An electron microscope image of a coronavirus. (AP photo/Health Protection Agency)

(Bloomberg) — A deadly respiratory virus from the Middle East has traveled to Southeast Asia.

The coronavirus that causes the Middle Eastern respiratory syndrome (MERS) virus killed a Malaysian man who visited Saudi Arabia and also infected a Filipino health care worker who was returning from Abu Dhabi.

The Filipino man was among a group of four health-care workers in Abu Dhabi who came into contact with a patient who died of the disease on April 10, the Geneva-based World Health Organization (WHO) said.

“WHO does not advise special screening at points of entry with regard to this event nor does it currently recommend the application of any travel or trade restrictions,” the United Nations agency said on its website yesterday, adding that countries should continue surveillance and review any unusual patterns.

There have been 243 confirmed MERS infections and 93 deaths since the virus emerged in Saudi Arabia in September 2012, according to the WHO.

A 54-year-old Malaysian man traveled to Jeddah, Saudi Arabia, with a group of 18 pilgrims from March 15-28, and sought treatment in a private clinic in Johor, a southern Malaysian state near Singapore, after falling sick on April 4, according to the WHO statement.

The man, who died April 13, visited a camel farm and drank camel milk during the trip, it said.

“Travelers who become infected can return home while still in the incubation period and become sick after they arrive home,” David Heymann, a professor of infectious disease epidemiology at the London School of Hygiene and Tropical Medicine, said today by e-mail. “This is how disease spreads around the world, both every day and at holidays.”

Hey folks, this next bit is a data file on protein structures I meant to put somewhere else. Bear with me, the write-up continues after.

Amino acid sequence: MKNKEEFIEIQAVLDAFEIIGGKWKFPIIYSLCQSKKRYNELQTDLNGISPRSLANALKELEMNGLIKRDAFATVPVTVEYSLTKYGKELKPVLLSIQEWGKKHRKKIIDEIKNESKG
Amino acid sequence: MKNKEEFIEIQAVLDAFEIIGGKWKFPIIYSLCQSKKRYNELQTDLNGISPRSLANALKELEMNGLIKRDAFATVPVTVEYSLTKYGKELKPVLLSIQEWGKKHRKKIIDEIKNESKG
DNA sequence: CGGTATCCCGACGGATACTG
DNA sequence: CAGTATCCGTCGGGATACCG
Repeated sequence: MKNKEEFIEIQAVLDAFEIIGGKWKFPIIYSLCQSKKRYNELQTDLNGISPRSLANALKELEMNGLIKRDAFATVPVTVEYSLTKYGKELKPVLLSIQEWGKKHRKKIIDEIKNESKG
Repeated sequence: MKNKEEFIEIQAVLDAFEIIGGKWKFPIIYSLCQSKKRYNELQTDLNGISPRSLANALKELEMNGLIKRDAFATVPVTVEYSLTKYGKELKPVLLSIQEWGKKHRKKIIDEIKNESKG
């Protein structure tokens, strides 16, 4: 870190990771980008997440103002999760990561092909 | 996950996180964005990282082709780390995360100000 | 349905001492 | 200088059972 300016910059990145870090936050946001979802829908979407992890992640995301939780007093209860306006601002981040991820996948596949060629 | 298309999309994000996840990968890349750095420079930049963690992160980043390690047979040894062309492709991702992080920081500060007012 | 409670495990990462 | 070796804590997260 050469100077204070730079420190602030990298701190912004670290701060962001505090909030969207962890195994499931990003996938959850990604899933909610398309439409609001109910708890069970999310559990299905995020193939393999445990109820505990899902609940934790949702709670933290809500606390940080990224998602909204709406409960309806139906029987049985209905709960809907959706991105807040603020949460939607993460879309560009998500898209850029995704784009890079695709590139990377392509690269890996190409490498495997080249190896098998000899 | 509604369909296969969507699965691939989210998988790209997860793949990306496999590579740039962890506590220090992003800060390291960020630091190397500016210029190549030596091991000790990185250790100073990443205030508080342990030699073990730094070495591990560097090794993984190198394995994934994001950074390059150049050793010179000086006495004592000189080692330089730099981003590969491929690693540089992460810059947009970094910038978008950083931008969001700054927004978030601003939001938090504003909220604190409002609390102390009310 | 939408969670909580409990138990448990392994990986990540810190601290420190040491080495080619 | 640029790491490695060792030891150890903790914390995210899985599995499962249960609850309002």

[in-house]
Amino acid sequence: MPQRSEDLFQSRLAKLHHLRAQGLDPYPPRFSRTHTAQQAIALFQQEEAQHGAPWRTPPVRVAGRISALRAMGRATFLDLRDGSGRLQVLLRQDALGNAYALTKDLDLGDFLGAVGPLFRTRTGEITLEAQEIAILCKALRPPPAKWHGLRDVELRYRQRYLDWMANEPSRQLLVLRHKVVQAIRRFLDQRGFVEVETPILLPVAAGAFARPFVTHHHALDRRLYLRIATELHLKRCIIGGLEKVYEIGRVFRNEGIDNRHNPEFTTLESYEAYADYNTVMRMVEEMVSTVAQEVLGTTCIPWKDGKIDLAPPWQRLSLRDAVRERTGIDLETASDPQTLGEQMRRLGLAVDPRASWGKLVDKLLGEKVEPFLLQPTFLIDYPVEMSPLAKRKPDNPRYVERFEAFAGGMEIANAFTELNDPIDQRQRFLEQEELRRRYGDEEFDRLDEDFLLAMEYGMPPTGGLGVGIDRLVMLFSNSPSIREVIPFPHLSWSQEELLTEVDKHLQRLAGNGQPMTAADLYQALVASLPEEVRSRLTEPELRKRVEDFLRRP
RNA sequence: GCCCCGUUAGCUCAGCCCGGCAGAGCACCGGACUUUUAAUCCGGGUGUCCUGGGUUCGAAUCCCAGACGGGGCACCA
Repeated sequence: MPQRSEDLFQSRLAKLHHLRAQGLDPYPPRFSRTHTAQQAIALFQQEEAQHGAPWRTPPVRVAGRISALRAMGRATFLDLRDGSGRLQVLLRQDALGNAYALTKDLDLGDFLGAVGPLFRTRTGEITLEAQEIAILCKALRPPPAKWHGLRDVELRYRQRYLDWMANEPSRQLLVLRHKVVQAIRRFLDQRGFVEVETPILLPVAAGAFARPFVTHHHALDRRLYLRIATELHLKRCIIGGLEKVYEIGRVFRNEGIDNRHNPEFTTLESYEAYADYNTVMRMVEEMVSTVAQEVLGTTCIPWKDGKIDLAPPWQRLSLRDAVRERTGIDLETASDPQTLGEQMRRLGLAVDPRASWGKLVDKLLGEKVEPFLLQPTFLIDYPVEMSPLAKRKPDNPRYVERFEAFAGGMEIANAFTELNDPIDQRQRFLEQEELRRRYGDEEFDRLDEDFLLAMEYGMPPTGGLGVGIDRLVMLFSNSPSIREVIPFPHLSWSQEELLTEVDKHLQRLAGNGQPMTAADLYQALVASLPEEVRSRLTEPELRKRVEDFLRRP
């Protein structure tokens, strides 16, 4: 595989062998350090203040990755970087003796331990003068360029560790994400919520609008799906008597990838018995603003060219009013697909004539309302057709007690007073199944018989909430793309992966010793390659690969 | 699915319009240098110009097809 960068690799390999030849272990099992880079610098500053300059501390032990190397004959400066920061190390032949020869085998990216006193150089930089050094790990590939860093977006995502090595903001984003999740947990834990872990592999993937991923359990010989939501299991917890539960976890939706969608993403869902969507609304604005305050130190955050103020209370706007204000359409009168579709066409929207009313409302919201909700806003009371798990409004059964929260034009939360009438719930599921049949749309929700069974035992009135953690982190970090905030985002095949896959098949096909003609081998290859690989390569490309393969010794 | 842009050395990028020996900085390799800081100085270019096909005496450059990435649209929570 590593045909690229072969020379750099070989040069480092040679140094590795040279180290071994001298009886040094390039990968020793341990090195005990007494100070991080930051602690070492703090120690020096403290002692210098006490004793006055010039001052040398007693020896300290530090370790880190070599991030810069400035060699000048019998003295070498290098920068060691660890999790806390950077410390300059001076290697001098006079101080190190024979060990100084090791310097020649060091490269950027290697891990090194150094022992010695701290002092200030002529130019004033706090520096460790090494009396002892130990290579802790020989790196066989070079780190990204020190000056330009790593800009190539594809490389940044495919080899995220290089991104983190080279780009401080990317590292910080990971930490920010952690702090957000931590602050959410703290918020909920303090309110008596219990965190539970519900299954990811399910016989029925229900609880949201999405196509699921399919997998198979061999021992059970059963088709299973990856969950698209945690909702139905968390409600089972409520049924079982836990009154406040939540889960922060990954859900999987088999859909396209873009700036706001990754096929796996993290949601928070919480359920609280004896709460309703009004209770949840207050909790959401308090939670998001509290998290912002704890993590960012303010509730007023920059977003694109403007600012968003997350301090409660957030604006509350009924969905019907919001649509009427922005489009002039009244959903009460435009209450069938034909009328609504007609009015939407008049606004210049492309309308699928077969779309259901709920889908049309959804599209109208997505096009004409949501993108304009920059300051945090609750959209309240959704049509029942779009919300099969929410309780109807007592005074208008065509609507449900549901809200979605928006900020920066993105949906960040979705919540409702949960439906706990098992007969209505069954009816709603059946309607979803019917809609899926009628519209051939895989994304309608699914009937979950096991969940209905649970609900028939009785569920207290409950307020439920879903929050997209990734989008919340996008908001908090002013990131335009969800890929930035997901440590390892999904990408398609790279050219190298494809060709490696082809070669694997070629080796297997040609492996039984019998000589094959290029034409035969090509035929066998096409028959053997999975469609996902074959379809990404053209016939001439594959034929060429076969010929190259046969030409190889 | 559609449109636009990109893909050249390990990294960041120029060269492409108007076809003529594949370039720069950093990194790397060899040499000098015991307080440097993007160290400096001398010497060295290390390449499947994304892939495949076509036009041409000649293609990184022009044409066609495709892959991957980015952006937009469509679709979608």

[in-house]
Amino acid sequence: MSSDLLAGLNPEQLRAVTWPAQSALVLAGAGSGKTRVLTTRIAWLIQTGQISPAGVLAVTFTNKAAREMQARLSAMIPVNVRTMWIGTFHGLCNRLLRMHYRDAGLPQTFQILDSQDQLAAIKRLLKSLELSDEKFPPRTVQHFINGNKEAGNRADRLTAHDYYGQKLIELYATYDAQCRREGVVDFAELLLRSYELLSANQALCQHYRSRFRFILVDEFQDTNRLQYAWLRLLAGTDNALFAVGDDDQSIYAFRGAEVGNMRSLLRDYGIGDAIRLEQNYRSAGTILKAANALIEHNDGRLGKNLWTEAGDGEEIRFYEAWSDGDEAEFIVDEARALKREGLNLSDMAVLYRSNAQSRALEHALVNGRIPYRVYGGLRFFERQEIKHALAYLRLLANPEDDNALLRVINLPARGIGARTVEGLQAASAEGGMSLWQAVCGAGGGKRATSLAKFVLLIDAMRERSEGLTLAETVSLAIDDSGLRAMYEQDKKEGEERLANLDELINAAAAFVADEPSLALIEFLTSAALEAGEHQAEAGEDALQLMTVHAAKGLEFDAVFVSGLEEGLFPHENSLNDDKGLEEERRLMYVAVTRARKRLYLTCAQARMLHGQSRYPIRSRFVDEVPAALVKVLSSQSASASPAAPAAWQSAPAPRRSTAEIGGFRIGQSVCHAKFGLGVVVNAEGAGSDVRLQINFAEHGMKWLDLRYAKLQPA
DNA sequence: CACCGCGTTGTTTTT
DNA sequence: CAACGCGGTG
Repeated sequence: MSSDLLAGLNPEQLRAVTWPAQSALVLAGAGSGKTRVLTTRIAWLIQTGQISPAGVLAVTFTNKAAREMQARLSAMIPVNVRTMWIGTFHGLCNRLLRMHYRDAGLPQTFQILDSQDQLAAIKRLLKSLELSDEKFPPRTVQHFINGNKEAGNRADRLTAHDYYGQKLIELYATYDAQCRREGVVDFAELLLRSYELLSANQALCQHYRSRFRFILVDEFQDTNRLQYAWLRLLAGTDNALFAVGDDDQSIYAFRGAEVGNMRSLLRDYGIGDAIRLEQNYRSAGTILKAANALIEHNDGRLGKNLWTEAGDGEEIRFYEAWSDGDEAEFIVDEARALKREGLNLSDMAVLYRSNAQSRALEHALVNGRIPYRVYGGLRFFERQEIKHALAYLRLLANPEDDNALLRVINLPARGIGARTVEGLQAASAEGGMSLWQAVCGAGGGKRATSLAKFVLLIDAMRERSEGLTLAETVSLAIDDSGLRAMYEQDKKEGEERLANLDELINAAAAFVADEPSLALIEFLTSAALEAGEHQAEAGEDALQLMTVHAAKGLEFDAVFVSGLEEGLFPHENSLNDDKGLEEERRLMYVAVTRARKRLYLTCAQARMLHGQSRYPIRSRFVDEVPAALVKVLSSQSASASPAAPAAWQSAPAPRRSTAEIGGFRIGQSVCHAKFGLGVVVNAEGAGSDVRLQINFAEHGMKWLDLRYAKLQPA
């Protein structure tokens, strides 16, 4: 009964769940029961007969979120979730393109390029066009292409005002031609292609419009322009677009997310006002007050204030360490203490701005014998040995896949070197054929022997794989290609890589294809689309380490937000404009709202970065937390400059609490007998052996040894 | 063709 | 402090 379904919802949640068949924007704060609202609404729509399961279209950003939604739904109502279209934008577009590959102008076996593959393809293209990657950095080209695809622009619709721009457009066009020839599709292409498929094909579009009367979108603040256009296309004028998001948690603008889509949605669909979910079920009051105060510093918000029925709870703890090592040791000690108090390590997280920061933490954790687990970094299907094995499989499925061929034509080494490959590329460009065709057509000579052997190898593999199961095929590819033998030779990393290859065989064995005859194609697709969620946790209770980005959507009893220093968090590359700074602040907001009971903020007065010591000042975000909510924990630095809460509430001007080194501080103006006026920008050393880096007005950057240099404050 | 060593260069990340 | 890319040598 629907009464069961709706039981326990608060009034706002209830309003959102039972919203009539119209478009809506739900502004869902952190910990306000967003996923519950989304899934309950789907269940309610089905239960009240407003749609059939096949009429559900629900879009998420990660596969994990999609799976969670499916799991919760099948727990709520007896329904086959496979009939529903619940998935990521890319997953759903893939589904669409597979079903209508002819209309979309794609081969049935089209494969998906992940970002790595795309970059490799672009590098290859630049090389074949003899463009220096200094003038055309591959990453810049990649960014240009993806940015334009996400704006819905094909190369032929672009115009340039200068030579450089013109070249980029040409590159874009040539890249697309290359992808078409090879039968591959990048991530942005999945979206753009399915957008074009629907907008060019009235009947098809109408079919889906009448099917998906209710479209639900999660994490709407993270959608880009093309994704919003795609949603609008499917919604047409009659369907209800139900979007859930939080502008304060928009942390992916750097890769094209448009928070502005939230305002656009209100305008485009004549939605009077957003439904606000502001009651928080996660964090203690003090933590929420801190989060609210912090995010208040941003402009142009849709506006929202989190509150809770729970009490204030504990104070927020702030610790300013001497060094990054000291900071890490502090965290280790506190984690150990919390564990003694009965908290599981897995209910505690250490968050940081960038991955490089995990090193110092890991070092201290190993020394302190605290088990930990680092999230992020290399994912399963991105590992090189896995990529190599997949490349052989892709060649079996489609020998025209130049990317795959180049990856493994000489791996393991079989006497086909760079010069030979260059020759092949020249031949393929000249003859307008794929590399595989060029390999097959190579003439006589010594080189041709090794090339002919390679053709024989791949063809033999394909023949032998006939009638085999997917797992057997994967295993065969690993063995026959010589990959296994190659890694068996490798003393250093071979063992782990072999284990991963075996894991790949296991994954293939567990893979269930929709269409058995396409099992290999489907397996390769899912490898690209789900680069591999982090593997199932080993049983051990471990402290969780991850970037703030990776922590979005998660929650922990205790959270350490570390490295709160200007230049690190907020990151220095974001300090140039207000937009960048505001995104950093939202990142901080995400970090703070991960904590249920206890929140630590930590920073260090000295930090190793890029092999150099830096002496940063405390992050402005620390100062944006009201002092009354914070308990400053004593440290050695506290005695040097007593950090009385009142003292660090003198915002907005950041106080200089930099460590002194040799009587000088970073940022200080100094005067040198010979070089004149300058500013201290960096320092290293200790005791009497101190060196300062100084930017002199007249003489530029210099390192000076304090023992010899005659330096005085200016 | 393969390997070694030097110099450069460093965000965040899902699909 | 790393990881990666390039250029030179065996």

The Saudi health ministry sent mobile-phone text messages earlier this week asking the country’s 30 million residents to check its website, call a free hotline and follow its official Twitter account for updates on the coronavirus.

The virus doesn’t spread easily between people, and no cases have been observed related to crowds, in schools or at football stadiums, the Saudi Press Agency reported, citing a ministry official.

The coronavirus was detected in three-quarters of samples taken from camels across Saudi Arabia, showing it’s widespread in the country and suggesting a way to control transmission, a study published in February in the microbiology journal mBio found.

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